MNA – New Delhi’s top diplomat to Tehran is of the opinion that under the current circumstances that the Islamic Republic has come under sanctions by Trump’s White House, India and Iran can use their capacities in a positive way to strengthen ties.
“We have, I think, good potential to strengthen bilateral cooperation in different areas,” Saurabh Kumar says in an exclusive interview with Tehran Times newspaper.
Following is the text of the interview:
What stance has India taken on the re-imposed US sanctions on Iran?
External Affairs Minister of India had during her annual press conference in May stated very categorically India’s consistent political position that we do not recognize unilateral sanctions. Foreign Minister Zarif had visited India in May, and this press conference, in fact, happened to take place when Dr. Zarif was there. So, this is as far as our political position is concerned.
As far as Iran’s nuclear program is concerned, we again have a principled and long-standing position, which is to recognize Iran’s right to nuclear energy, as well as, the interest of the international community to see that Iran’s nuclear program is entirely for peaceful purpose. India is not a party to the Joint Comprehensive Plan of Action [JCPOA]. We have seen the developments which have taken place regarding the JCPOA, and it is our hope and desire that these issues would be resolved in a constructive manner.
What strategy has India designed to continue economic relations with Iran after the imposition of the second round of brutal sanctions on Iran which went into effect on November 5?
The two countries have a historical relationship. We have been working to expand our economic and trade ties. When Iran was subjected to sanctions last time, we continued our cooperation to the extent we could. We are heading into a difficult phase again, but we have been talking, and have revived the Rupee mechanism, which in fact, was put in place last time. It has been made more robust. Our expectation is that it would be utilized to continue our bilateral relations in the area of trade and economy.
What is India’s latest plan on importing oil from Iran? What percentage of Iran’s oil will be going to Indian companies after November 5?
I can tell you about the last two months’ figures that I am aware of; for the months of October and November, India placed orders for around 1.25 million metric tons each. This works to roughly 300,000 barrels per day. There are some Indian companies, particularly in the private sector, which have exposure to the American financial system, and have stopped buying Iranian crude; that is to be expected. The US has also announced exemptions to eight jurisdictions/countries and India is one of them. We expect to continue buying Iranian crude around the above figure.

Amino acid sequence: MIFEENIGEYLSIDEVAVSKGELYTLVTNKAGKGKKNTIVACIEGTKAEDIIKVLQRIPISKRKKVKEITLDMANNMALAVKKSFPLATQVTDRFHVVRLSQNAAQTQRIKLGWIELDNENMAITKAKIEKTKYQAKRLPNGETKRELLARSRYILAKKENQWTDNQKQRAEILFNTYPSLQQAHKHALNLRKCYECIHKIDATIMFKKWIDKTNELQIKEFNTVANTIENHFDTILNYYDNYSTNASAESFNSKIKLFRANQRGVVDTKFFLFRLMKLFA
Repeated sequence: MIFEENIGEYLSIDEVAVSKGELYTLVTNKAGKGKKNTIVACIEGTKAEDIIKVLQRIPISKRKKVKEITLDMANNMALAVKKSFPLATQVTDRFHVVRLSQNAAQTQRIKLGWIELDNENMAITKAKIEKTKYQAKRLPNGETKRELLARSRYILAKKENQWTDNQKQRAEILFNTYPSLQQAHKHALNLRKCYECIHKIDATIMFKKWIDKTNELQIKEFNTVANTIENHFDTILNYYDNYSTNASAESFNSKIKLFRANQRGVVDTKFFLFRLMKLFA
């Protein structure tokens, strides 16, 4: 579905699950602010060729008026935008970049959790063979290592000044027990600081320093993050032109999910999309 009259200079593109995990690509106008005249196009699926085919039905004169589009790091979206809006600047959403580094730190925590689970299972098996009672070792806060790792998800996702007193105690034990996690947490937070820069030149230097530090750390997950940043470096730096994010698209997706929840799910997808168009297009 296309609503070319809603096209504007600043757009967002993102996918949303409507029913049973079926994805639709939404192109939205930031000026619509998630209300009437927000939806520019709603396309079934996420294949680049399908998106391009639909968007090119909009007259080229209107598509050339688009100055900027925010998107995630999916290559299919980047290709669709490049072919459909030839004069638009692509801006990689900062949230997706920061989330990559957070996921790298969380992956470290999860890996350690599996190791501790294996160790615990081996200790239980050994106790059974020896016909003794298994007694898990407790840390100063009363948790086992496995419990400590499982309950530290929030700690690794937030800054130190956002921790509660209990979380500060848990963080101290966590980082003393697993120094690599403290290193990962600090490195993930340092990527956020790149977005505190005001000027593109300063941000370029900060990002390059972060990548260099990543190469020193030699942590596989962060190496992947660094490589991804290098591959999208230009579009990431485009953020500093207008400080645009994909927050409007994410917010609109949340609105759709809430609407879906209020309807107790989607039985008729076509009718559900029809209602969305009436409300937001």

Except for oil and gas, what other parts of the economic spectrum can Iran and India share in their bilateral relations?
As I said, we have a bilateral Rupee mechanism which can be utilized for trade. We can do more than bilateral trade. I think the challenge is for both countries to start doing more and utilize the mechanism. We have, I think, good potential to strengthen bilateral cooperation in different areas. My expectation is that the circumstances under which we are could be utilized in a positive manner.
What is India’s newest development plans in Chabahar port? How can India use the capacity of the port to improve trade and economic relations with Iran and regional countries?
We have been working closely with Iran on Chabahar-related matters. Last month we had an important meeting between India, Iran, and Afghanistan at the deputy minister level to start moving towards operationalizing the trilateral transit agreement or the Chabahar agreement. This was an important development. The Iranian side has proposed the dates for the meeting of the follow up a group which will go into details and technicalities of transit and transport-related matters. The Americans have provided an exemption under the Iran Freedom and Counter-Proliferation Act as far as Chabhar port is concerned. We still need to know details of this exemption, but we look to it as a positive development.
As far as the port itself is concerned, India’s engagement is known. There is a component of investment, a credit line, the body of contracts – main contract and contract for interim operations, both of which have been signed. We are having some banking difficulties, and it remains to be seen that with the provisions that have been announced, how things related to banking, shipping, and other relevant issues will ease so that we can move ahead.
So, overall, the cooperation has been good, and we look forward to moving ahead.